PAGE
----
The sun beats down on row after row vegetables as Anthony Zamora's wades through about 3 acres of crops.
"We grow everything," he said. "Peppers, eggplants, squash, potatoes." He shows me tomatoes. And beets. "That's one of our biggest crops. Rainbow beets. Golden beets, red beets, candy cane beets."
Leffler Family Farms, which the soft-spoken, ponytailed Zamora runs with his wife Sarah, also has about 10 acres of sweet corn and another few of dry beans, near the Northern Colorado town of Eaton. He sells these products to the Greeley 6 School District, as well as running a subscription vegetable service and vending at regional farmers markets.
Zamora is also spearheading an effort to connect more farmers with schools. It's surprisingly difficult, he's found. If a farmer can sell tomatoes for $5 a pound at market, it's hard to see the appeal of a wholesale price from a school.
Greeley's West pointed out that schools do have some discretion in what they pay, and are often able to pay a premium for local food, something farmers may not know.
"For us, it's worth it. We know where it came from, we are making relationships, it's great publicity for the farm, and we are getting produce that is great quality. It's not traveled 1,500 miles, and it is often more nutrient dense because it hasn't had to travel," said West.
Districts with processing ability can also take seconds -- fruits or vegetables that may be damaged, or cosmetically unappealing, which might provide a moneymaking option for crops that otherwise wouldn't get used, said West.
"I don't need the perfect little zucchini. I'll take the 3-foot zucchini, I'm going to grate it and puree it," said West.
Thus far, however, he's found it harder than expected to find farmers to buy from.
"To me, it would seem like people would be pounding down my door. But they're not," he said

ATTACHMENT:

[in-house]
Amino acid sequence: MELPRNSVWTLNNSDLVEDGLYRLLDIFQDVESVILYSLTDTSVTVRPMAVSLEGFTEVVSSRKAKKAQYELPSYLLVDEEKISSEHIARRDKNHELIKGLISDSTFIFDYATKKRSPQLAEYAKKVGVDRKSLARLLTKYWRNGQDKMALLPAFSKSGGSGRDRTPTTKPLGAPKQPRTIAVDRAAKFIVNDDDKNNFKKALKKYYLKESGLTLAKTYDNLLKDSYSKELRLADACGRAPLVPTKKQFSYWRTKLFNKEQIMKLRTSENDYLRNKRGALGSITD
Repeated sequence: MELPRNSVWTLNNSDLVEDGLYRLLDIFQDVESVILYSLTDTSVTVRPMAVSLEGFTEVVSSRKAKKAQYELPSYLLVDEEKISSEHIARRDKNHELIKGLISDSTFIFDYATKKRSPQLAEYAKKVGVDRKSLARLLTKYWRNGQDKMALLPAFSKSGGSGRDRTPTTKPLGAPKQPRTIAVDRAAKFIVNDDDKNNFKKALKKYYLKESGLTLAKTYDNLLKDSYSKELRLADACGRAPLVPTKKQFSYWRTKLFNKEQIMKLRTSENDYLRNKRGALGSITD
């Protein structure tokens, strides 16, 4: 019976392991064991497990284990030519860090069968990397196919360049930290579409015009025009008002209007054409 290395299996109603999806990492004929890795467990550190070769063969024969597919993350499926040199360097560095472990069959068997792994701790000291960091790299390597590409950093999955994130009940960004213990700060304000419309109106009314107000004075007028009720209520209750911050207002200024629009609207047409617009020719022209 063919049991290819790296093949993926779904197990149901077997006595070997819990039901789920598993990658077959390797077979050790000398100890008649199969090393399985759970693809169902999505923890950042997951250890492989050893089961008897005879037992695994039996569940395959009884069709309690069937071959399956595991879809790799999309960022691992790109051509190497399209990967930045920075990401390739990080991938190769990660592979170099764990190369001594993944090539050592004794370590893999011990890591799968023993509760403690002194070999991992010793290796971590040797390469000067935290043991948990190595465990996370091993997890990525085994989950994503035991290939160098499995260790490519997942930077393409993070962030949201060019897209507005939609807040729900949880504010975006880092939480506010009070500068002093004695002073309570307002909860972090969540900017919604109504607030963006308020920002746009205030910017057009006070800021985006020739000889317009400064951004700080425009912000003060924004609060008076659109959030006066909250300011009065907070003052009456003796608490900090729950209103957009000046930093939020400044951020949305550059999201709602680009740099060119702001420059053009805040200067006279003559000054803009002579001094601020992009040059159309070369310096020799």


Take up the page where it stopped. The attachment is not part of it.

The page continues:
The Paperwork Problem
Another hurdle for farmers is that of food safety regulations, which are becoming increasingly important nationally.
Schools often throw out fancy acronyms and terms that, to farmers, start to sound like too much work and hassle.
"There's this thing called a HACCP [pronounced "hassup"] plan, and that stands for a really fancy safety plan, you know. And when a farmer hears that, it's like, you know, I don't have that," said Zamora.
A lot of farmers are probably already following most of the steps in that fancy-sounding plan. But when a school hands them 40-pages of paperwork to prove it, they balk.
West, of Greeley schools, said he had worked to simplify the paperwork they give to growers. So has Durango, which has a vibrant farm-to-school effort in place, said Spark Policy's Lyn Kathlene. It's not that the extra steps farmers have to take -- like spraying down a truck bed with sanitizer -- are hard, she said. Mostly, it's fear of the unknown.
"Often then find, oh, this is not as bad as I thought it would be."
That's true for Zamora. He began farming full-time the same year Greeley ramped up its local sourcing, and the district helped him learn how to meet food safety standards along the way. The Weld County Health Department also pitched in with advice, he said.
"Without that help we wouldn't be doing that today, we wouldn't be selling to schools," Zamora said.
Those in Colorado's farm-to-school movement hope to help more farmers get connected with schools; in November, after the 2014 harvest is over, they will host an event aimed at making those connections.
West said right now he gets about 20 percent of his food from local sources, but most of that is dairy, which is produced on a large scale in Weld County. He'd like to get up to half of his school food from nearby sources some day.
As for Zamora, he hopes more farmers in his area can connect with schools.
"Not just for the sake of sales, but being part of the community and providing nutritionally dense local food to the schools."
His boys are three and one, but he's already imagining them starting kindergarten.
"It would be nice to know that when they are in the school system, there is going to be more local food," he said.